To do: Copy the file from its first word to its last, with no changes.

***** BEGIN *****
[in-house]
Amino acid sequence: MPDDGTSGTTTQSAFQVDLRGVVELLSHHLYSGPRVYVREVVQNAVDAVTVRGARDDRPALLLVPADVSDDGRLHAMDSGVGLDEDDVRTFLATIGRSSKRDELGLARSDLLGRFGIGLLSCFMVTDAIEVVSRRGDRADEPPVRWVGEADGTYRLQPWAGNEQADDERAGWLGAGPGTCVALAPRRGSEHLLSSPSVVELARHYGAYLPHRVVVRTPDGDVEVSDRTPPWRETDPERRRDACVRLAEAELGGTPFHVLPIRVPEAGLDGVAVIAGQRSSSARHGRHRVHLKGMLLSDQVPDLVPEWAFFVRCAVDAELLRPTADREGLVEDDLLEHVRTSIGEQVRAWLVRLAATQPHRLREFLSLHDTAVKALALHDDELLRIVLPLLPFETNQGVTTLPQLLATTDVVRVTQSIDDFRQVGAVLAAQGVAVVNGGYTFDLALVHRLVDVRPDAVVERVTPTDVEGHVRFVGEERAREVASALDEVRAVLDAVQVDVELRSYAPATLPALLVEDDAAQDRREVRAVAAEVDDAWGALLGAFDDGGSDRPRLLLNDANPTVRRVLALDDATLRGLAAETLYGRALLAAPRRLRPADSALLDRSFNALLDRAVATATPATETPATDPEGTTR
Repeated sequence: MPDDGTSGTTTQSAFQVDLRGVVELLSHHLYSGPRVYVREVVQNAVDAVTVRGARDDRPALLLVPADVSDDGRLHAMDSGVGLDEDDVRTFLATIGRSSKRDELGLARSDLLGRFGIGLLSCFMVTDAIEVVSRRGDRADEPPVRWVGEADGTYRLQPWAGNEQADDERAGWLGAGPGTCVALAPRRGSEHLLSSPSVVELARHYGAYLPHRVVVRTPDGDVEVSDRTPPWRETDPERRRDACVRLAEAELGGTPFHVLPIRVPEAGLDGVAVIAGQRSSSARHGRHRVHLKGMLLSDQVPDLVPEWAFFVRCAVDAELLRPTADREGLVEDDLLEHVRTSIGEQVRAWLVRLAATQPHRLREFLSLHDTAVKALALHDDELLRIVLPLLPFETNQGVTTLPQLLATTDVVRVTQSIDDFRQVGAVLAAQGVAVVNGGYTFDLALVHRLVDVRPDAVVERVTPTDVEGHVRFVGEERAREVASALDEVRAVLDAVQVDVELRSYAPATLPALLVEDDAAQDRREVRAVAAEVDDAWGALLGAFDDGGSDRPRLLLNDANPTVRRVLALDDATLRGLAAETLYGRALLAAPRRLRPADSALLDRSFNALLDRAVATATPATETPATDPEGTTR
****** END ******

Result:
[in-house]
Amino acid sequence: MPDDGTSGTTTQSAFQVDLRGVVELLSHHLYSGPRVYVREVVQNAVDAVTVRGARDDRPALLLVPADVSDDGRLHAMDSGVGLDEDDVRTFLATIGRSSKRDELGLARSDLLGRFGIGLLSCFMVTDAIEVVSRRGDRADEPPVRWVGEADGTYRLQPWAGNEQADDERAGWLGAGPGTCVALAPRRGSEHLLSSPSVVELARHYGAYLPHRVVVRTPDGDVEVSDRTPPWRETDPERRRDACVRLAEAELGGTPFHVLPIRVPEAGLDGVAVIAGQRSSSARHGRHRVHLKGMLLSDQVPDLVPEWAFFVRCAVDAELLRPTADREGLVEDDLLEHVRTSIGEQVRAWLVRLAATQPHRLREFLSLHDTAVKALALHDDELLRIVLPLLPFETNQGVTTLPQLLATTDVVRVTQSIDDFRQVGAVLAAQGVAVVNGGYTFDLALVHRLVDVRPDAVVERVTPTDVEGHVRFVGEERAREVASALDEVRAVLDAVQVDVELRSYAPATLPALLVEDDAAQDRREVRAVAAEVDDAWGALLGAFDDGGSDRPRLLLNDANPTVRRVLALDDATLRGLAAETLYGRALLAAPRRLRPADSALLDRSFNALLDRAVATATPATETPATDPEGTTR
Repeated sequence: MPDDGTSGTTTQSAFQVDLRGVVELLSHHLYSGPRVYVREVVQNAVDAVTVRGARDDRPALLLVPADVSDDGRLHAMDSGVGLDEDDVRTFLATIGRSSKRDELGLARSDLLGRFGIGLLSCFMVTDAIEVVSRRGDRADEPPVRWVGEADGTYRLQPWAGNEQADDERAGWLGAGPGTCVALAPRRGSEHLLSSPSVVELARHYGAYLPHRVVVRTPDGDVEVSDRTPPWRETDPERRRDACVRLAEAELGGTPFHVLPIRVPEAGLDGVAVIAGQRSSSARHGRHRVHLKGMLLSDQVPDLVPEWAFFVRCAVDAELLRPTADREGLVEDDLLEHVRTSIGEQVRAWLVRLAATQPHRLREFLSLHDTAVKALALHDDELLRIVLPLLPFETNQGVTTLPQLLATTDVVRVTQSIDDFRQVGAVLAAQGVAVVNGGYTFDLALVHRLVDVRPDAVVERVTPTDVEGHVRFVGEERAREVASALDEVRAVLDAVQVDVELRSYAPATLPALLVEDDAAQDRREVRAVAAEVDDAWGALLGAFDDGGSDRPRLLLNDANPTVRRVLALDDATLRGLAAETLYGRALLAAPRRLRPADSALLDRSFNALLDRAVATATPATETPATDPEGTTR